A strong and sustained recovery in Europe is underpinned by strong job creation and falling unemployment, according to the OECD’s May 2007 economic outlook.
The latest OECD Economic Outlook, published on 24 May, states that its “central forecast remains indeed quite benign” as it predicts “a strong and sustained recovery in Europe”.
“Our forecast in Autumn 2006 was not accurate and recovery in Europe has been stronger than expected and slowdown in the US stronger than anticipated,” said OECD chief economist Jean-Philippe Cotis presenting the outlook. “There is a rebalancing between the United States and Europe and rebalancing within the European countries,” he added. In particular, recovery in Germany and Italy has been stronger than initially expected, whereas France lags behind.
The organisation predicts 2.7% growth in the 13-nation eurozone in 2007, instead of the previous 2.2% forecast, whereas the initially predicted 2.5% growth in the United States has now been reviewed down to 2.0%. “This is due to stronger contraction than predicted in real estate markets and decreasing corporate investment,” explained Cotis. He also said that the US economy might be more overheated than expected, as productivity gains and growth potential might be less than anticipated.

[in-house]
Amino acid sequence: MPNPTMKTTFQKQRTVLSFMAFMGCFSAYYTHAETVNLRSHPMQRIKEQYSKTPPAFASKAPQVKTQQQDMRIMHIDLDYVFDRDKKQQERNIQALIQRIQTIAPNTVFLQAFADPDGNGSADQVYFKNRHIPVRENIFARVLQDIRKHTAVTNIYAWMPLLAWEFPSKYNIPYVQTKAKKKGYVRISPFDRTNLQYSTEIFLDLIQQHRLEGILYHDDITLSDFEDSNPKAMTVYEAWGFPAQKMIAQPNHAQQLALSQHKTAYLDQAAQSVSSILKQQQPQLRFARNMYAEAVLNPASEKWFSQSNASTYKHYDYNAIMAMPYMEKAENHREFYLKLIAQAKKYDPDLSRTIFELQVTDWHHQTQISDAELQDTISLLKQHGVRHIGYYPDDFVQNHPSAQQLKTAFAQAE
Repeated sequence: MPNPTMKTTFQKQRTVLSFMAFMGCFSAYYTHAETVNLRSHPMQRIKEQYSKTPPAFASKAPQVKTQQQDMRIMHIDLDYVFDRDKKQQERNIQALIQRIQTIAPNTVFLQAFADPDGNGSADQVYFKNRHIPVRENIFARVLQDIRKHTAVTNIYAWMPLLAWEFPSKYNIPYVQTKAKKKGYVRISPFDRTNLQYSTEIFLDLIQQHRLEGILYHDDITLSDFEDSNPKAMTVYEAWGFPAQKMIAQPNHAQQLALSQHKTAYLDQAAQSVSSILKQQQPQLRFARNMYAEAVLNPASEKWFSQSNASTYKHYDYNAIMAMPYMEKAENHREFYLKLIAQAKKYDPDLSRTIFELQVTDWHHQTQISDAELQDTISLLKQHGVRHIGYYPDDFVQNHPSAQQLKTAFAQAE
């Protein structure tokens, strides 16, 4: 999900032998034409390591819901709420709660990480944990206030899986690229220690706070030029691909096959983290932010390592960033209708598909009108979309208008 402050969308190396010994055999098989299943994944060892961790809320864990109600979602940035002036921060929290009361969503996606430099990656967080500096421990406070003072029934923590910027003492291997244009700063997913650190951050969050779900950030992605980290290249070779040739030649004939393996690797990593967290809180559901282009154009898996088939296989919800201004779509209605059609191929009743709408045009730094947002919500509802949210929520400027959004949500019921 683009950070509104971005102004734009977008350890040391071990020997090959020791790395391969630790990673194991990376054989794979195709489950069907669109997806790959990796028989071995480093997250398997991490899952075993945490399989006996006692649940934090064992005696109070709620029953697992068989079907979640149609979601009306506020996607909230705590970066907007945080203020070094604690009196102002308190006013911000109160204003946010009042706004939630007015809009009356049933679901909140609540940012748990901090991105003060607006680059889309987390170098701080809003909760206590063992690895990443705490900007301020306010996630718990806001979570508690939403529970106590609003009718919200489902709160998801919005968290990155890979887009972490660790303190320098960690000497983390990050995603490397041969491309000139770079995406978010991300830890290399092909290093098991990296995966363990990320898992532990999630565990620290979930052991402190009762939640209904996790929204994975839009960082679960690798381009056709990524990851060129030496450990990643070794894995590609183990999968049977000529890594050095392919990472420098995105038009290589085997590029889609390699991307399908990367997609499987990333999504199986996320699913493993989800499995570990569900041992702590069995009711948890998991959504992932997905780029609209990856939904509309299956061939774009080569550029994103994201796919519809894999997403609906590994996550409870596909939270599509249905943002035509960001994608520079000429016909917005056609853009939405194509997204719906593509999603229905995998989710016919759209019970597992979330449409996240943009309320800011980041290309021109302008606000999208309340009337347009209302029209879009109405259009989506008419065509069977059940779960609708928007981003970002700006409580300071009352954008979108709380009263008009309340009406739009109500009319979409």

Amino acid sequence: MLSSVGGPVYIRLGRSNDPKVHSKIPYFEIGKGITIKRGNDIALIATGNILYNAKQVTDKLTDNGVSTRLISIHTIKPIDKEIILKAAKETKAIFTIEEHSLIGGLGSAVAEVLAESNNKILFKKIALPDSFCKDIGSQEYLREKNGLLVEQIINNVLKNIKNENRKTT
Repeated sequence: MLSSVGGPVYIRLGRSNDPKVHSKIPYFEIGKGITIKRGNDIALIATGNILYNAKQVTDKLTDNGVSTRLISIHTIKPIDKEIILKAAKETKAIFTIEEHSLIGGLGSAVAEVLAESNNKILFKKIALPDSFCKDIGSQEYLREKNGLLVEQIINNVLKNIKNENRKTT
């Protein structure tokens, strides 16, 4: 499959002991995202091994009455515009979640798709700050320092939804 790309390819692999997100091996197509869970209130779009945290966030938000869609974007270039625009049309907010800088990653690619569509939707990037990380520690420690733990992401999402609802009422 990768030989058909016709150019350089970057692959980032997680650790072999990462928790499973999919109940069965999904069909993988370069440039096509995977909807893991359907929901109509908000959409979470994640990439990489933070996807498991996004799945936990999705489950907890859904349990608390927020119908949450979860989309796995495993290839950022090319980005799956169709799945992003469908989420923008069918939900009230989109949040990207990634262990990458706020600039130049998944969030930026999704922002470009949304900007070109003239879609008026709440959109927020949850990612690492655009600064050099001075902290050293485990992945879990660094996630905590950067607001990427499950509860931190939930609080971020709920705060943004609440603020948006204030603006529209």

With regard the eurozone, the organisation sates that “with underlying inflation close to the central bank’s target, and upside risks on the horizon, some additional monetary tightening may be appropriate”. It also recommends countries to “take advantage of the upswing to reform their product and labour markets”, and suggests that further strengthening of the EU internal market would improve the eurozone’s longer-term growth prospects.